Source: NY Times
A Column by Nicholas Kristof
AMSTERDAM — On April 30, 1941, a Jewish man here in Amsterdam wrote a desperate letter to an American friend, pleading for help emigrating to the United States.
“U.S.A. is the only country we could go to,” he wrote. “It is for the sake of the children mainly.”
“Oh my God,” she said, “this is the Anne Frank file.” Along with the letter were many others by Otto Frank, frantically seeking help to flee Nazi persecution and obtain a visa to America, Britain or Cuba — but getting nowhere because of global indifference to Jewish refugees.
We all know that the Frank children were murdered by the Nazis, but what is less known is the way Anne’s fate was sealed by a callous fear of refugees, among the world’s most desperate people.
President Obama vowed to admit 10,000 Syrian refugees — a tiny number, just one-fifth of 1 percent of the total — and Hillary Clinton suggested taking more. Donald Trump has repeatedly excoriated them for a willingness to welcome Syrians and has called for barring Muslims. Fears of terrorism have left Muslim refugees toxic in the West, and almost no one wants them any more than anyone wanted a German-Dutch teenager named Anne.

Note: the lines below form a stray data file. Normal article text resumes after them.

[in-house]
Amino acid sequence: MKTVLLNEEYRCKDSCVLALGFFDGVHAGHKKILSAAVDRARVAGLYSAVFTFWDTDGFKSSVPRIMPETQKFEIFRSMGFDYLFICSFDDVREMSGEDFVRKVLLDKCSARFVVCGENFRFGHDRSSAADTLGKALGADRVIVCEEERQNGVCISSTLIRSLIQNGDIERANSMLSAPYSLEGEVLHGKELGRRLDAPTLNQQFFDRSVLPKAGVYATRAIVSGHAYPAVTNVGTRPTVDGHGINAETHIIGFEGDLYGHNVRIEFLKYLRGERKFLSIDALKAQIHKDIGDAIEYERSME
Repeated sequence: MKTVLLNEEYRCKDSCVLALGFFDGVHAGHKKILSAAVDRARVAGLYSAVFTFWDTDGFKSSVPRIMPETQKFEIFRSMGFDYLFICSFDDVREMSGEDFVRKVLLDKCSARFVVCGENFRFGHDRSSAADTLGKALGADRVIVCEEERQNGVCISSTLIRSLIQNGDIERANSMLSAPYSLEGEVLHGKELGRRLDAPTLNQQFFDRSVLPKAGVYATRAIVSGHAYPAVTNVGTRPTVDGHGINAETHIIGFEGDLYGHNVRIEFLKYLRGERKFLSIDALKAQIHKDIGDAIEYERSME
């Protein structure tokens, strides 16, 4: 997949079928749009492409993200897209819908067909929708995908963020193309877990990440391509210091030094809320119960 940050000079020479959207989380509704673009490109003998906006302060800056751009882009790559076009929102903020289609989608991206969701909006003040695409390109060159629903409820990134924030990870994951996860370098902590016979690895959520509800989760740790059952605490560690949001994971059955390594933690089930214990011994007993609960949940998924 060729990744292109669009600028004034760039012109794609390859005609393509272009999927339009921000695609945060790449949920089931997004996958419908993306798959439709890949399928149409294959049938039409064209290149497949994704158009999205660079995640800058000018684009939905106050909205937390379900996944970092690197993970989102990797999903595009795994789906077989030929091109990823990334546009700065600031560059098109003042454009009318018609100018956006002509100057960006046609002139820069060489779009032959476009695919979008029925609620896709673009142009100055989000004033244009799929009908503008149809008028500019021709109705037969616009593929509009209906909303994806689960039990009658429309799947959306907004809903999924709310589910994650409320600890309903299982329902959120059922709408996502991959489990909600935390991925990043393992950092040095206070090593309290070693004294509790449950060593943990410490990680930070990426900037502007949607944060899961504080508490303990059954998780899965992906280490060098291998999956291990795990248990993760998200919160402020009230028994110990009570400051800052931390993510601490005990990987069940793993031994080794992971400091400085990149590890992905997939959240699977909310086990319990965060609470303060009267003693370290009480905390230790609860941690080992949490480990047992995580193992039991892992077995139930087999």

“No one takes their family into hiding in the heart of an occupied city unless they are out of options,” notes Mattie J. Bekink, a consultant at the Anne Frank House in Amsterdam. “No one takes their child on a flimsy boat to cross the Mediterranean unless they are desperate.”
The son of a World War II refugee myself, I’ve been researching the anti-refugee hysteria of the 1930s and ’40s. As Bekink suggests, the parallels to today are striking.
For the Frank family, a new life in America seemed feasible. Anne had studied English shorthand, and her father spoke English, had lived on West 71st Street in Manhattan, and had been a longtime friend of Nathan Straus Jr., an official in the Franklin Roosevelt administration.